Should you exercise to relieve lower back pain? If you are unfortunate enough to be suffering from lower back pain then it is important for you to know that simple exercise can help tremendously. In fact, there’s something about exercise that sometimes gives longer lasting benefits than pills, massage or surgery. This is because the right exercises will fortify the muscles that support your lumbar region and at the same time will help to make you more limber. Improved support and flexibility are the two main things that will off-set any future back twinges or spasms.
Before you start with any exercise program you should first check with your doctor to give you the green light. Any good program for your back should be a mix of stretching, resistance, and aerobic type of exercises. You will get more limber and flexible from a simple stretching program. A resistance or strength training program doing exercises through a pain-free range of motion will give added support. Aerobic exercise helps with needed circulation and is best accomplished with gentle activities such as riding a bike or walking.
Stretching exercises should never be painful. If there is any pain when stretching, stop immediately. The best stretching exercise for the lower back almost always includes the hamstring muscles. These are located on the back side of your thighs and are sometimes called thigh biceps. Usually if you are tight in your hamstrings, you may also have issues with your lower back.
A good stretching exercise for your lower back is to sit on the floor with your legs out flat and feet out in front of you. Then gently reach forward to touch your toes until you feel a slight pull. If you can’t touch your toes it’s okay. Hold the stretch for about seven seconds and then sit up straight again. Repeat a few times. This stretch should be done every day. You might also try investing some time in a yoga class. There are many gentle and safe yoga poses that are helpful in relieving chronic back pain.
For resistance exercise, movements that directly affect your lower back are important but believe it or not, the abdominal and pelvic muscles are essential for supporting your lower back. More often than not, the reason why the back gets hurt in the first place is because there is little opposing support for these muscles—namely, support from the abdomen and pelvic girdle musculature. It is important to get qualified instruction to know which exercises are best from a fitness trainer.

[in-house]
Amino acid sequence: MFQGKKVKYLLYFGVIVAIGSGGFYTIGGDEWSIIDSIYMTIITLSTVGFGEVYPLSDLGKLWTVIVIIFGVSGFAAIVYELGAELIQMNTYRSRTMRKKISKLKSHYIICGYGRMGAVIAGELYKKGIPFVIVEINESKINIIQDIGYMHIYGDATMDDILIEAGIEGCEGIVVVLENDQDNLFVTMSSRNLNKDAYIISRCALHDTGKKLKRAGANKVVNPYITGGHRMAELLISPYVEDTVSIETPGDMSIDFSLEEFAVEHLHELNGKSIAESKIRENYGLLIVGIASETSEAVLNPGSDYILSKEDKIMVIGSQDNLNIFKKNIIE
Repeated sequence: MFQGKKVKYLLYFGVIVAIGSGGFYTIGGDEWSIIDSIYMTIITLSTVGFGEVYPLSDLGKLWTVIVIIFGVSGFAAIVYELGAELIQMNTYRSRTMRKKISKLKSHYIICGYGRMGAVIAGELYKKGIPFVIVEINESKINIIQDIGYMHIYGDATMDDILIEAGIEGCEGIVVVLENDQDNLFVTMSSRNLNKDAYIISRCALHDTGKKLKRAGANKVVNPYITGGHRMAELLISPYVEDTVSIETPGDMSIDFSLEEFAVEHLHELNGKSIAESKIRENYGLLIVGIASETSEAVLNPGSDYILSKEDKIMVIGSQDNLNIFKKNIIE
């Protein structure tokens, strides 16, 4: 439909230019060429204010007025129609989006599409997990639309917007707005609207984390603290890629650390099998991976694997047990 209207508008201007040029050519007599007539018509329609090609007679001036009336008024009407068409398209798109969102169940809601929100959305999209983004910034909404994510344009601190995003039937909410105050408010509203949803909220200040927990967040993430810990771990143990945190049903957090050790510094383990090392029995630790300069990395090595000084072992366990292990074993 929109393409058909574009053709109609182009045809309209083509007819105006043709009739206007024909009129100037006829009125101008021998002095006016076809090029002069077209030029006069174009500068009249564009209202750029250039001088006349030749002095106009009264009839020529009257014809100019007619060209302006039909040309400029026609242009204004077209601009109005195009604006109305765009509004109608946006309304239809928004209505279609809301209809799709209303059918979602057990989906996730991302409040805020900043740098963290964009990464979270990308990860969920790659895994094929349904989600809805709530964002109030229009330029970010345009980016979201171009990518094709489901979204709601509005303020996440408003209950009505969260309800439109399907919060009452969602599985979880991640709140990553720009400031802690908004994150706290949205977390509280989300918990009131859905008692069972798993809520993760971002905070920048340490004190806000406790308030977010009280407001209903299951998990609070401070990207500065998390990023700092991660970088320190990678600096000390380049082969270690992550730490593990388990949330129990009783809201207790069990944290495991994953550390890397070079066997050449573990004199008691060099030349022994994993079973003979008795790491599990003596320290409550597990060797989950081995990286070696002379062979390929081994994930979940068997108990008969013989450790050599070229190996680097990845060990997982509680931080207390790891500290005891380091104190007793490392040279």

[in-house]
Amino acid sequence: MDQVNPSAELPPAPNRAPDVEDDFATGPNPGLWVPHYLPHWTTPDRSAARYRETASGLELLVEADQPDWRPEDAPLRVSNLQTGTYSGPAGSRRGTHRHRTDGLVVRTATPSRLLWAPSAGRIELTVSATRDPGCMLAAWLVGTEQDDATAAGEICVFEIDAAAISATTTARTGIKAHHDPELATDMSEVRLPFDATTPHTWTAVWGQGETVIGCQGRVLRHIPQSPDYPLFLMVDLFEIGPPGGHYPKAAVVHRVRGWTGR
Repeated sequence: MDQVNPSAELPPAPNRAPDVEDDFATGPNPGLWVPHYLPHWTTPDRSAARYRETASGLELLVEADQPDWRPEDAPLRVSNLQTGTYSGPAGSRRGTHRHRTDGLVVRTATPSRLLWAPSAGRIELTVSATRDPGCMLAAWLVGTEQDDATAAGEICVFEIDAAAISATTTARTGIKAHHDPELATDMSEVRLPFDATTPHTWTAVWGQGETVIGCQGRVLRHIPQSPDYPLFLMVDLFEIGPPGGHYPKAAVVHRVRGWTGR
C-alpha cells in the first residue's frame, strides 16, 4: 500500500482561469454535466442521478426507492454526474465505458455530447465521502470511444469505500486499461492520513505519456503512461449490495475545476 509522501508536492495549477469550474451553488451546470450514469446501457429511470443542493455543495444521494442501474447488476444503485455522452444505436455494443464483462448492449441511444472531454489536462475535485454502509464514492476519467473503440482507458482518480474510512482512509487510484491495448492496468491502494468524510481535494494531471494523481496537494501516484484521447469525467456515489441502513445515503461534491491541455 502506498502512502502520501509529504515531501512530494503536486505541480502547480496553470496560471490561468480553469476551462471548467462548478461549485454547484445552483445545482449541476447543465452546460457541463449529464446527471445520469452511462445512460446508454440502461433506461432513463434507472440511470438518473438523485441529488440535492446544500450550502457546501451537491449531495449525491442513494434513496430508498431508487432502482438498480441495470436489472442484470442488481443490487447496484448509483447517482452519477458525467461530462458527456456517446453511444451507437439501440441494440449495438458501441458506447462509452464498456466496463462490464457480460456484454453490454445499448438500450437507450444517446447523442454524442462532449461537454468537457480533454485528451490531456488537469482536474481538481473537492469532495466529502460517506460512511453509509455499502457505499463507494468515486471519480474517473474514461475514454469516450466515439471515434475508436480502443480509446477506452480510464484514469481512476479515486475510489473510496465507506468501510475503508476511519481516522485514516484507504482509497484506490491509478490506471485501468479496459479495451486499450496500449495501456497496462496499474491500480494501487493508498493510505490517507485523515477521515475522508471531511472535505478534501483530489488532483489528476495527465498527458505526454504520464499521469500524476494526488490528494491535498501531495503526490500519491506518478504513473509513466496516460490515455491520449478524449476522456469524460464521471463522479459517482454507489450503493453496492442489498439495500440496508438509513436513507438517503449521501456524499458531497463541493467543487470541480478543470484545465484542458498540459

If there is any pain when doing strength/resistance exercises stop immediately. It is okay to feel some stress or pressure on the part you are working but you should never exercise through pain. If this happens, go to your health professional to have yourself checked.
As for aerobic exercise, all movements should be as low impact as possible. Exercises such as walking, swimming, step aerobics and treadmill are all excellent. Low impact movements will alleviate wear and tear on your hip and knee joints as well. If you are not already in good condition, start slowly and increase the effort and duration at your own pace as it feels natural to you over time. Exercising two to three times a week is plenty. You should stretch a little after doing aerobics.
How hard should you work out aerobically? There is a formula for this: You subtract your age from 220 and then multiply this by any number between 65 to 85 percent to get what is called your target heart rate. When beginning a program, however, form is more important at first. Intensity will come later. And again, it can’t be overemphasized to consult first with your doctor before beginning any exercise program.
There is no mystery to taking care of your back. It is all about exercise, rest, maintenance and sticking to a back pain relief program that you can tolerate—if not enjoy--doing on a regular basis. Exercising to help relieve lower back pain should be a part of your own personal physical therapy. Take care of your back and it will take care of you.